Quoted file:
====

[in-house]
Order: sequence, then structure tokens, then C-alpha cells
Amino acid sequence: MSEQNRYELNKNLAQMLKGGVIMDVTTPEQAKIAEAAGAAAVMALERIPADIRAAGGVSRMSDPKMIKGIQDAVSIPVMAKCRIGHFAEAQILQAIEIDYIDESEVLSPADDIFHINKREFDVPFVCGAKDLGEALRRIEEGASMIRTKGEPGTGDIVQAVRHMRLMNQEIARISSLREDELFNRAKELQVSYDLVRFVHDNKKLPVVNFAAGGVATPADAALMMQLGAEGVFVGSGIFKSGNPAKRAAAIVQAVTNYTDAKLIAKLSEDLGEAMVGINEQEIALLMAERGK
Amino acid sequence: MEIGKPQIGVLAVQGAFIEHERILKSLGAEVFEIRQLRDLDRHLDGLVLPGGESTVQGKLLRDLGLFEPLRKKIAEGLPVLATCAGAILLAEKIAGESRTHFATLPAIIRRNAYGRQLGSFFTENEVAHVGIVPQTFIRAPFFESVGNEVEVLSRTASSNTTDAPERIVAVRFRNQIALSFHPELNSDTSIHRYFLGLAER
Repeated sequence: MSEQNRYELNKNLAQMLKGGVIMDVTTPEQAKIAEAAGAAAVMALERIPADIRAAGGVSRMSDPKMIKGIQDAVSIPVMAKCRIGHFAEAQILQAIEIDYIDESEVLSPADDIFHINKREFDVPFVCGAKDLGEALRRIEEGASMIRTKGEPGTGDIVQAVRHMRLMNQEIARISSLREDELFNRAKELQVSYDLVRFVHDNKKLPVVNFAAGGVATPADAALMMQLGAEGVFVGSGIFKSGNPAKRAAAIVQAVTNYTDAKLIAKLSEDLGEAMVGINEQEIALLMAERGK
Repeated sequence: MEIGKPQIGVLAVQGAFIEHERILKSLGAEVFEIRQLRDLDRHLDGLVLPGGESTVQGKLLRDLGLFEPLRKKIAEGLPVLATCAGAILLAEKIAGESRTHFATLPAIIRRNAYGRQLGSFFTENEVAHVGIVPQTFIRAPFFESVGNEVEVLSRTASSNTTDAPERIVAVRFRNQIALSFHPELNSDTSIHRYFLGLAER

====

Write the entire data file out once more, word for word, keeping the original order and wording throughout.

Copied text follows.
[in-house]
Order: sequence, then structure tokens, then C-alpha cells
Amino acid sequence: MSEQNRYELNKNLAQMLKGGVIMDVTTPEQAKIAEAAGAAAVMALERIPADIRAAGGVSRMSDPKMIKGIQDAVSIPVMAKCRIGHFAEAQILQAIEIDYIDESEVLSPADDIFHINKREFDVPFVCGAKDLGEALRRIEEGASMIRTKGEPGTGDIVQAVRHMRLMNQEIARISSLREDELFNRAKELQVSYDLVRFVHDNKKLPVVNFAAGGVATPADAALMMQLGAEGVFVGSGIFKSGNPAKRAAAIVQAVTNYTDAKLIAKLSEDLGEAMVGINEQEIALLMAERGK
Amino acid sequence: MEIGKPQIGVLAVQGAFIEHERILKSLGAEVFEIRQLRDLDRHLDGLVLPGGESTVQGKLLRDLGLFEPLRKKIAEGLPVLATCAGAILLAEKIAGESRTHFATLPAIIRRNAYGRQLGSFFTENEVAHVGIVPQTFIRAPFFESVGNEVEVLSRTASSNTTDAPERIVAVRFRNQIALSFHPELNSDTSIHRYFLGLAER
Repeated sequence: MSEQNRYELNKNLAQMLKGGVIMDVTTPEQAKIAEAAGAAAVMALERIPADIRAAGGVSRMSDPKMIKGIQDAVSIPVMAKCRIGHFAEAQILQAIEIDYIDESEVLSPADDIFHINKREFDVPFVCGAKDLGEALRRIEEGASMIRTKGEPGTGDIVQAVRHMRLMNQEIARISSLREDELFNRAKELQVSYDLVRFVHDNKKLPVVNFAAGGVATPADAALMMQLGAEGVFVGSGIFKSGNPAKRAAAIVQAVTNYTDAKLIAKLSEDLGEAMVGINEQEIALLMAERGK
Repeated sequence: MEIGKPQIGVLAVQGAFIEHERILKSLGAEVFEIRQLRDLDRHLDGLVLPGGESTVQGKLLRDLGLFEPLRKKIAEGLPVLATCAGAILLAEKIAGESRTHFATLPAIIRRNAYGRQLGSFFTENEVAHVGIVPQTFIRAPFFESVGNEVEVLSRTASSNTTDAPERIVAVRFRNQIALSFHPELNSDTSIHRYFLGLAER